Anonymous Coward

      Re: Nice little earner - monitoring the dead.

      They're obviously prepared for the zombie apocalypse.

      1. theblackhand

        Re: Nice little earner - monitoring the dead.

        "they're obviously prepared for the zombie apocalypse."

        They tie their shoelaces together for that...

  3. Doctor Syntax Silver badge

    "Nobody who sat on the Board of Serco Group, or who was part of the Executive Management Team at the time these offences were committed, works for the Group today."

    I take it this includes whoever made the decisions. Will any bonuses be clawed back? Or have they moved on to other jobs or their pensions scot-free? Presumably it's just left to the shareholders, who include the pension funds the rest of us look to, to take the hit.

    1. Yet Another Anonymous coward Silver badge

      Will any of them be going to prison? Or be electronically tagged ?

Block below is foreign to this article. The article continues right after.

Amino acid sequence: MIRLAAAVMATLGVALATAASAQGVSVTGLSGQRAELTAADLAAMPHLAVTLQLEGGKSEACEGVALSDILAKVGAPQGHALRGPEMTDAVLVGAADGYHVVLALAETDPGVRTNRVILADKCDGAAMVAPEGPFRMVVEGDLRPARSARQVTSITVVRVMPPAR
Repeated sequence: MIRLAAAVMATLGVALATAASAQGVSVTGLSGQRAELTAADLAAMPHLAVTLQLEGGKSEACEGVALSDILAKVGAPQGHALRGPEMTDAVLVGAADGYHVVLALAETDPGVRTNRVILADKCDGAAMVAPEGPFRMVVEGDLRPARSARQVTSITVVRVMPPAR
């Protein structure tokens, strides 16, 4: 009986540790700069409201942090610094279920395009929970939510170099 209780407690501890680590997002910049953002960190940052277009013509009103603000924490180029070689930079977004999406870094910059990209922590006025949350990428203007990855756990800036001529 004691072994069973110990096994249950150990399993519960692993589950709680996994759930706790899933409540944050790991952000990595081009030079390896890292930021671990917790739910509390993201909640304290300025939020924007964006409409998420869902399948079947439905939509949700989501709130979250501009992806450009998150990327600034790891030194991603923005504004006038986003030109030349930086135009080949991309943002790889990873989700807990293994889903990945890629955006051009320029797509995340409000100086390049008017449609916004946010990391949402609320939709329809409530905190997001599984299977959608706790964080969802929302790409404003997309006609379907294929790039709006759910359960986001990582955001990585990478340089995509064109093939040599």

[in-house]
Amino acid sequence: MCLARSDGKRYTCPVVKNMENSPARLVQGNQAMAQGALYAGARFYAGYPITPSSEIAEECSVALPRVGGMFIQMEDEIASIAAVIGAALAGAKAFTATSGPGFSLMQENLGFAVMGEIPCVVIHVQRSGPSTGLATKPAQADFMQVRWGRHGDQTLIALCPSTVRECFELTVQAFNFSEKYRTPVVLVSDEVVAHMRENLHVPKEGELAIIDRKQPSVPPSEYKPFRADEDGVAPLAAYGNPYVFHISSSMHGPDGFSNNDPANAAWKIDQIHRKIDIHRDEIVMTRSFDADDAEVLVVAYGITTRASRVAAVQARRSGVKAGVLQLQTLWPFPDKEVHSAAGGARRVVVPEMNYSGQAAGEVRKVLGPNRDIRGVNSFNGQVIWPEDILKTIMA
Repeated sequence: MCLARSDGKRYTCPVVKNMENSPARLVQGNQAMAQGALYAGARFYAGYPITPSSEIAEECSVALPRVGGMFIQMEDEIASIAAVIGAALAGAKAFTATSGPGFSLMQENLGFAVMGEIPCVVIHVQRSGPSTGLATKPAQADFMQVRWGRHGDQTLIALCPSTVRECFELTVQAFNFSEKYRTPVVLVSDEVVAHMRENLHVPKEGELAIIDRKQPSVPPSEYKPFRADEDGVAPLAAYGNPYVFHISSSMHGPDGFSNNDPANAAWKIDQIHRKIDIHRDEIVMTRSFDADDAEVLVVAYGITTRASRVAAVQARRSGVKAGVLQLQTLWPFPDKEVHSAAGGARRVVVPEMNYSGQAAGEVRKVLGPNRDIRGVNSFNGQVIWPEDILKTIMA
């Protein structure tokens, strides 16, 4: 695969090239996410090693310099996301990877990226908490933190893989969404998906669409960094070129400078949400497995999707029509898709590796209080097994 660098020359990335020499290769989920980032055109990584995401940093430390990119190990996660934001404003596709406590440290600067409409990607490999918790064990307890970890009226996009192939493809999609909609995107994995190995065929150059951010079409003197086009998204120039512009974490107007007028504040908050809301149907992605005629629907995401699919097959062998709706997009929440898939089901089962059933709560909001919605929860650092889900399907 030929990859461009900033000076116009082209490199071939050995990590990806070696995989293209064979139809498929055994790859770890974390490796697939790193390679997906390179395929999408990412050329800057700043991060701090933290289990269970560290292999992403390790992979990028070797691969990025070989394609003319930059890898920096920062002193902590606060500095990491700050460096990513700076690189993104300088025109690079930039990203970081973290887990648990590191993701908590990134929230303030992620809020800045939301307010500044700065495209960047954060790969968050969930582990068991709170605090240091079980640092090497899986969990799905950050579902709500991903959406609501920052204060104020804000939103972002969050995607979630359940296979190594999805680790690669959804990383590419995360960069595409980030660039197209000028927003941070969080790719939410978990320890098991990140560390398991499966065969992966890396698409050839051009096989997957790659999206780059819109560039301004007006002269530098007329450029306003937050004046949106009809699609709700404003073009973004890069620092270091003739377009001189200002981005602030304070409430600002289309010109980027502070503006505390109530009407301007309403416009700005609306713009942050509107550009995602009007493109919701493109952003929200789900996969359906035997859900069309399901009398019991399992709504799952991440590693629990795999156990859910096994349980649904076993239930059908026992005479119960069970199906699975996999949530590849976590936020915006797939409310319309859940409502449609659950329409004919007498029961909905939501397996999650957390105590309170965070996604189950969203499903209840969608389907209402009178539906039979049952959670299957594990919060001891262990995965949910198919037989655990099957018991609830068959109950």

Try fiddling £70 of benefits and see how well saying "lessons have been learned" goes down with the DHSS

    2. macjules Silver badge

      And "In 2013 Serco referred itself to the SFO"

      I just bet they did that, "Hey sorry Mr Plod but we think we may have just committed a £23 million offence, but we have have definitely learned from this. Now, who wants a board position with Serco?"

  4. nematoad Silver badge

    It's that word again.

    I followed some of the links in the article and I came across this one:


    One phrase that caught my eye was this:

    "James Rutherford of Serco said: "The equipment we use for Electronic Monitoring is proven to be robust and reliable."

    It seems as if the Post Office got the memo as it is exactly the same phrase they use to describe their Horizon system.

    In Serco's case it does not seem to have been very "robust" and looking at the trial of the Post Office's system just ended neither does Horizon.

    Oh, one final thought. The Post Office refers to itself as "Post Office" and that really irritates me. Have they never heard of the definite article?